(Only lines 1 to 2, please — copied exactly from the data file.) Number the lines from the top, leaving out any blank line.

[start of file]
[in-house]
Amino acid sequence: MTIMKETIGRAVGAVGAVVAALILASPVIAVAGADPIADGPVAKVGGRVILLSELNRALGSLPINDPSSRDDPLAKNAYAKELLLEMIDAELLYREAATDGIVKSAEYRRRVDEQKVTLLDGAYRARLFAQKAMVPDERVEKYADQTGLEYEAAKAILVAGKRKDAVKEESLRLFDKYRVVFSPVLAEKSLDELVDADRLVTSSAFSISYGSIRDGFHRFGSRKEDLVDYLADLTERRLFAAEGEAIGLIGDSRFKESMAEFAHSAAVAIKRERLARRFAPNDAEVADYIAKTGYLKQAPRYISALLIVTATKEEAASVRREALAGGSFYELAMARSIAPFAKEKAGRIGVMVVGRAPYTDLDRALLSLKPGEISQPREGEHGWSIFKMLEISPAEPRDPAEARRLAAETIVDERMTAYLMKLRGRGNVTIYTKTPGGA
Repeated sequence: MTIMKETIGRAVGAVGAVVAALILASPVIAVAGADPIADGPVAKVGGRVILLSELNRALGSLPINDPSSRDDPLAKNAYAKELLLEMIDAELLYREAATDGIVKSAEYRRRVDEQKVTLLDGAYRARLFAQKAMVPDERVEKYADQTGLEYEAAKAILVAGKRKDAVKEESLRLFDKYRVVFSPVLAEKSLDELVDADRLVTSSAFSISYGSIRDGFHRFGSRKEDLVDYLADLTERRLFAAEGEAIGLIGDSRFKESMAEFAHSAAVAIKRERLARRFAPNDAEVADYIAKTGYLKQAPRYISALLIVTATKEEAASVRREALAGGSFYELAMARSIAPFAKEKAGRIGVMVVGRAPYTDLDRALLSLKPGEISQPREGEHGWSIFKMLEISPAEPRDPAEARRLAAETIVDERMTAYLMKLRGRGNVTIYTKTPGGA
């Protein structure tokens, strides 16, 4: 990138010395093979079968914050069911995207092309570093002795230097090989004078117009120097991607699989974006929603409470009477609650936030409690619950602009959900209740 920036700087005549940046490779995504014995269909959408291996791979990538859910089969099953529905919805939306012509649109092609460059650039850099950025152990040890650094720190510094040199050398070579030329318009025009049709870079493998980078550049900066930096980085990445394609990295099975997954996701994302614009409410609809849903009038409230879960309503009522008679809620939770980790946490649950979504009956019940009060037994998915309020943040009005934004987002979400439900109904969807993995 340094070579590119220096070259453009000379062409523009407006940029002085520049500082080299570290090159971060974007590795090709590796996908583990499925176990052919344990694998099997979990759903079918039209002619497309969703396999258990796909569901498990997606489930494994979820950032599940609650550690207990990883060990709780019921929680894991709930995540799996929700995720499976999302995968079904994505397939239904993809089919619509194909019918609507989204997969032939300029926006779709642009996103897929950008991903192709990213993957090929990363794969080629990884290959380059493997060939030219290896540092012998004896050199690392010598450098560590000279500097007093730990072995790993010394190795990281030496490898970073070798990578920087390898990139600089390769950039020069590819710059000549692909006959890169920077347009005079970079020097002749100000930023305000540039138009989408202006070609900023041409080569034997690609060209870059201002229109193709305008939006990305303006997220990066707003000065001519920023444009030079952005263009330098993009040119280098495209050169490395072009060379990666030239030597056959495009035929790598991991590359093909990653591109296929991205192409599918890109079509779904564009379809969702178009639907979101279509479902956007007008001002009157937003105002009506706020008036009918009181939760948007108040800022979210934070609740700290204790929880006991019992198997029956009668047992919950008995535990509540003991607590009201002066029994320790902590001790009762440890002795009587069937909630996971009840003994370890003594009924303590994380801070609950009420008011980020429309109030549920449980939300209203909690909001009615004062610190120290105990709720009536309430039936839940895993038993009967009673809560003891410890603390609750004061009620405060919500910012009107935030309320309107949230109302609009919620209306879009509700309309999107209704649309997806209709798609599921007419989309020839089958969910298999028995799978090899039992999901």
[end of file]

[in-house]
Amino acid sequence: MTIMKETIGRAVGAVGAVVAALILASPVIAVAGADPIADGPVAKVGGRVILLSELNRALGSLPINDPSSRDDPLAKNAYAKELLLEMIDAELLYREAATDGIVKSAEYRRRVDEQKVTLLDGAYRARLFAQKAMVPDERVEKYADQTGLEYEAAKAILVAGKRKDAVKEESLRLFDKYRVVFSPVLAEKSLDELVDADRLVTSSAFSISYGSIRDGFHRFGSRKEDLVDYLADLTERRLFAAEGEAIGLIGDSRFKESMAEFAHSAAVAIKRERLARRFAPNDAEVADYIAKTGYLKQAPRYISALLIVTATKEEAASVRREALAGGSFYELAMARSIAPFAKEKAGRIGVMVVGRAPYTDLDRALLSLKPGEISQPREGEHGWSIFKMLEISPAEPRDPAEARRLAAETIVDERMTAYLMKLRGRGNVTIYTKTPGGA